carma

I recommend making a photocopy of your license before you go to the dealership, and not handing your actual license over for them to copy. Make the copy, black out your address and zip code on the copy with a magic marker, along with half of your driver's license number. Then copy that copy and bring it to the dealer for the test drive. Flash your real license for a second so they know it's you. Greatly reduces the possibility of ID theft, IMHO.

Mark

Carma, I would bet money that they won't let you drive it on a pre-copied and redacted license. The whole point is to know who you are, not half your info.

Police

Steve, nice. Please don't call someone an idiot and then embarrass yourself with spelling and grammar mistakes.

Chase

'The poor salespeople'? Are you insane? Their job to to sell cars, which means their job is to let me drive the cars and answer my questions. How is it possibly disrespectful to comparison shop?

Kyle W

Great article. I disagree with wain, though. I think it's good to test drive several choices and find out which car fits YOU the best...not what other people say about the car and their personal opinions on them. I've gone and test driven cars that I thought were "right" for me only to find I did not like them at all.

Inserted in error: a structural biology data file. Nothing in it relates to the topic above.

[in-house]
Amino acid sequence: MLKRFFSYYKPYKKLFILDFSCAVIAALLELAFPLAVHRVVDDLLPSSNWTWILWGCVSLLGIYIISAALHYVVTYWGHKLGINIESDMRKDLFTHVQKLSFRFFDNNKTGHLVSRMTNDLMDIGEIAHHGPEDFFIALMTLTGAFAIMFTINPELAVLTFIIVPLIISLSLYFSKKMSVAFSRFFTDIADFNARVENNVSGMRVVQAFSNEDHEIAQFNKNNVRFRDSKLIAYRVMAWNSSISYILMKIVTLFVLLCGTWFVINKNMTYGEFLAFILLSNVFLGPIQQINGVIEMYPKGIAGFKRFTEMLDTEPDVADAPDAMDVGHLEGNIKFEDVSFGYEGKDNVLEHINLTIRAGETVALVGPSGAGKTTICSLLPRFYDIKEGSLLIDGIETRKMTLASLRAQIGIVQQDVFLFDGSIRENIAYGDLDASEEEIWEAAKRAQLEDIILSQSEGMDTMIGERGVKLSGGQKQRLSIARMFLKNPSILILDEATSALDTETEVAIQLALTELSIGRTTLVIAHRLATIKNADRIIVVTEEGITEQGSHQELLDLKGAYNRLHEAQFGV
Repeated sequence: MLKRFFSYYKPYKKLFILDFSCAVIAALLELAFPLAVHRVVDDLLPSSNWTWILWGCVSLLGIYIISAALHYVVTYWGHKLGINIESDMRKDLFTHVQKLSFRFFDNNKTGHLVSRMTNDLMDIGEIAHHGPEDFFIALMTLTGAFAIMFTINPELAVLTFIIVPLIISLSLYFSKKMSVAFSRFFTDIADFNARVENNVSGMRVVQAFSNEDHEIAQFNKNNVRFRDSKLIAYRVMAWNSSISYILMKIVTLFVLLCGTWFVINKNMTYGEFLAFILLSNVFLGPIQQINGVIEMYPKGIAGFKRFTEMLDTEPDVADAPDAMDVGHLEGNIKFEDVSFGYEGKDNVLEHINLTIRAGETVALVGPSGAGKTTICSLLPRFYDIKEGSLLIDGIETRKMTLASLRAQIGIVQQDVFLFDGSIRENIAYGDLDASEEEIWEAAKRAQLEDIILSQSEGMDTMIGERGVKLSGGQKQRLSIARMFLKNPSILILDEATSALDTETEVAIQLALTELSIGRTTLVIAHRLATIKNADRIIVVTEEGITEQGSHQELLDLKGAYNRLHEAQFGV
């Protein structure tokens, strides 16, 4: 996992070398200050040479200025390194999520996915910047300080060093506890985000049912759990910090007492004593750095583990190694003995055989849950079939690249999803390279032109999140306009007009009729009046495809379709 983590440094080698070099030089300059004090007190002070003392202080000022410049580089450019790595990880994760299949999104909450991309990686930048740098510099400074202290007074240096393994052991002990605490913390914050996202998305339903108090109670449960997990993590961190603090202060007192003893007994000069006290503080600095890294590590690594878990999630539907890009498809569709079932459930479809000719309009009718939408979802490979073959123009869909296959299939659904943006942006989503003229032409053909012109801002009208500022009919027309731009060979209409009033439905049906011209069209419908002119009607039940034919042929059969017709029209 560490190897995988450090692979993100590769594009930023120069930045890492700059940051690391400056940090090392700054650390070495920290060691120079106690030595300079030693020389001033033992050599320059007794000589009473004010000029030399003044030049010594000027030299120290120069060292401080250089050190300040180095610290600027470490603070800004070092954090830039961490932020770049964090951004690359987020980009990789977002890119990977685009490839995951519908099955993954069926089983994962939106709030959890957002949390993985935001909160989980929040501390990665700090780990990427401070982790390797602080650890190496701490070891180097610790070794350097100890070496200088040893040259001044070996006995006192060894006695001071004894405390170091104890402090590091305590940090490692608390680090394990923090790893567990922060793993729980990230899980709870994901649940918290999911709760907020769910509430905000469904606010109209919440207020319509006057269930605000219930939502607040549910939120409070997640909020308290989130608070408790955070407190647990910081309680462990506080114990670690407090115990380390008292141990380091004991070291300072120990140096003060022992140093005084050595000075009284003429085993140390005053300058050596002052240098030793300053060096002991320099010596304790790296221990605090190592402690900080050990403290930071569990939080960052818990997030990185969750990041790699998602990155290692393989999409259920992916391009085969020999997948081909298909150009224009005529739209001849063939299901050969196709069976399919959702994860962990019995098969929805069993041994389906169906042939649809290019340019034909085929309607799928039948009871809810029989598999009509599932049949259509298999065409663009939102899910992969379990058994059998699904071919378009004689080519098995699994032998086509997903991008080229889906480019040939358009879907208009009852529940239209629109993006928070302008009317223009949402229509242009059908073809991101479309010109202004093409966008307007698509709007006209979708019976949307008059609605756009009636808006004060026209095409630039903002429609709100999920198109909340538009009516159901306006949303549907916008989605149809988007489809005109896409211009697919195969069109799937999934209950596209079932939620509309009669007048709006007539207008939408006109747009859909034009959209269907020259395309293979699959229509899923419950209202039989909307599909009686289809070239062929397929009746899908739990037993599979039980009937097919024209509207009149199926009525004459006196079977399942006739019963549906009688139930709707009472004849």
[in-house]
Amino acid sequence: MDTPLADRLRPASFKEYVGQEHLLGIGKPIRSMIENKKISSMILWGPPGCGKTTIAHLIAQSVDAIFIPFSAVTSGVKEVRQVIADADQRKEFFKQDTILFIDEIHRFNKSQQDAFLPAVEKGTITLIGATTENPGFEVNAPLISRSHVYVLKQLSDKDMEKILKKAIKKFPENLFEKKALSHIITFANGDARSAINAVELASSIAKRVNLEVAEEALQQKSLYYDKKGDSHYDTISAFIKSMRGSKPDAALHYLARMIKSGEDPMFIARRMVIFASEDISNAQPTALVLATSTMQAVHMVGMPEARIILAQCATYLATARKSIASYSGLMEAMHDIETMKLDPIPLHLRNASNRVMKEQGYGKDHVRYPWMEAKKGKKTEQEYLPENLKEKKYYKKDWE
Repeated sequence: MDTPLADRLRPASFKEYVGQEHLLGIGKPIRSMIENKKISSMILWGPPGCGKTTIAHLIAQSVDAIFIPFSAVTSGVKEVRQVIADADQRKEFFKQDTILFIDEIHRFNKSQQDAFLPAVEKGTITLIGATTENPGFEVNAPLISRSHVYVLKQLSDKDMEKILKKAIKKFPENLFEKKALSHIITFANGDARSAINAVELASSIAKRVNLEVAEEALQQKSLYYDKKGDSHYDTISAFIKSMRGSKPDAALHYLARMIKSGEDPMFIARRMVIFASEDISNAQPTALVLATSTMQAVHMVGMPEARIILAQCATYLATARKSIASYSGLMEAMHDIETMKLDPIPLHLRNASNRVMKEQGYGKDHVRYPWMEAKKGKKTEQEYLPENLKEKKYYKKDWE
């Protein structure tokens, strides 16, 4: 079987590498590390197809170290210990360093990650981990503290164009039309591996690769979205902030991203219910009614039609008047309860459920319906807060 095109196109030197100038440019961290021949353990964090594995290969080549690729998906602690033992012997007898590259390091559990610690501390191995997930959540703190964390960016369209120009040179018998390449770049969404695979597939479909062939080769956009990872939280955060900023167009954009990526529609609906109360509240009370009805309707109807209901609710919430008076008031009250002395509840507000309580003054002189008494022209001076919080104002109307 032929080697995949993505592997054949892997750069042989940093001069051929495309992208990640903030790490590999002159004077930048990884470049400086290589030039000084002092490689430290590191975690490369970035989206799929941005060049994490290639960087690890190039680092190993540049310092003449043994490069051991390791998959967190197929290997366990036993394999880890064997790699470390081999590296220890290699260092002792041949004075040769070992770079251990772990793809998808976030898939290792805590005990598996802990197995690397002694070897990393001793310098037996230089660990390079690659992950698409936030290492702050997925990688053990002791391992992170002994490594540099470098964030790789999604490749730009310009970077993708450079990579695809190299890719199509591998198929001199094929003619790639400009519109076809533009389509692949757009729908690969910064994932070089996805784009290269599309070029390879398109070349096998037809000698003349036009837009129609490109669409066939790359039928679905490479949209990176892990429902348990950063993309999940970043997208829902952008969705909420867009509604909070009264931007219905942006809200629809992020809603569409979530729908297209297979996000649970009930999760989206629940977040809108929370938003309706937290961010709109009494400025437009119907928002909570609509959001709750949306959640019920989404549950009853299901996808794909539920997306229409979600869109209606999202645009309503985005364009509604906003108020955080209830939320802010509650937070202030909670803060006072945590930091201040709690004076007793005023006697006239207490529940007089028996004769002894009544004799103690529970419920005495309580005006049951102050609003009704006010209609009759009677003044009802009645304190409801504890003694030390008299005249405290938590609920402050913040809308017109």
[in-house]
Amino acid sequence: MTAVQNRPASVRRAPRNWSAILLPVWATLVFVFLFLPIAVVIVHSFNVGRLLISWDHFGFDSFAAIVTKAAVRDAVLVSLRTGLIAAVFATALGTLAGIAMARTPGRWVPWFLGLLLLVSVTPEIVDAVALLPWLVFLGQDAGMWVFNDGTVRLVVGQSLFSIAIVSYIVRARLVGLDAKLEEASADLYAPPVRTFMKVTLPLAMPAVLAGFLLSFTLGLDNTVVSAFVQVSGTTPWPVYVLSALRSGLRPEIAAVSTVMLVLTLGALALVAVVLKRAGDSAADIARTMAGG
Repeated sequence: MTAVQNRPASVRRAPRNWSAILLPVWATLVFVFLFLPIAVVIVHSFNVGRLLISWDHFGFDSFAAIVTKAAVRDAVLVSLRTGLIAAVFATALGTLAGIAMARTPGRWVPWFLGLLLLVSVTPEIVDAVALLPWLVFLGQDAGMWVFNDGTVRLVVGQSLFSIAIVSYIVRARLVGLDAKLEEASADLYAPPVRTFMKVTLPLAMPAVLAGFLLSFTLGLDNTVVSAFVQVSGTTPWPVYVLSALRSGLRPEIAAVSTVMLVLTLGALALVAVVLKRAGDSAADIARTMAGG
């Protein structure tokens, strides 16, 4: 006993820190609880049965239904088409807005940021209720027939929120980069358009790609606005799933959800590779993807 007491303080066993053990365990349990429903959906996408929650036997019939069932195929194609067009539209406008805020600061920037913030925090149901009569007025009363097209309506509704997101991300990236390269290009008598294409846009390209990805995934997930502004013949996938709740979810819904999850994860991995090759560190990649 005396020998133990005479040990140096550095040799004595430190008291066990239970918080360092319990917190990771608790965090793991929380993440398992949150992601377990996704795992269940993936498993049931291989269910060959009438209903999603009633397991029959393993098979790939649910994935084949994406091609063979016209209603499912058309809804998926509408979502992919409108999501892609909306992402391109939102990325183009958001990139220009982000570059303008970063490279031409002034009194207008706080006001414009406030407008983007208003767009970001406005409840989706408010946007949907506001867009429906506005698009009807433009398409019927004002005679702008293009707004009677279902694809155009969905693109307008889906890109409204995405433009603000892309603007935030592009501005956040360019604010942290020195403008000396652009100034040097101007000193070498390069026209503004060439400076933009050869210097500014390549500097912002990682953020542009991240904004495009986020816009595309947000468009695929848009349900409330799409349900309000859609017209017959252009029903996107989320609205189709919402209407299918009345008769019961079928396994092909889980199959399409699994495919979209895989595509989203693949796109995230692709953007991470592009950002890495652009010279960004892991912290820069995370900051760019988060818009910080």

Great post! I agree, make sure to explore all the options first and then decide for buying a used car.

Great tips! Thank you so much for sharing this information.
Your blog will help me a lot.

Post a Comment 

Please remember a few rules before posting comments:

  • If you don't want people to see your email address, simply type in the URL of your favorite website or leave the field empty.
  • Do not mention specific car dealers by name. Feel free to mention your city, state and brand.
  • Try to be civil to your fellow blog readers. This blog is not a fan or enthusiast forum, it is meant to help people during the car-buying process and during the time between purchases, so shoppers can keep a pulse on the market.
  • Stay on topic. We want to hear your opinions and thoughts, but please only comment about the specified topic in the blog post.
view posting rules

If you have a TypeKey or TypePad account, please Sign In

Search Results

KickingTires Search Results for

Search Kicking Tires

KickingTires iPhone App
Ask.cars.com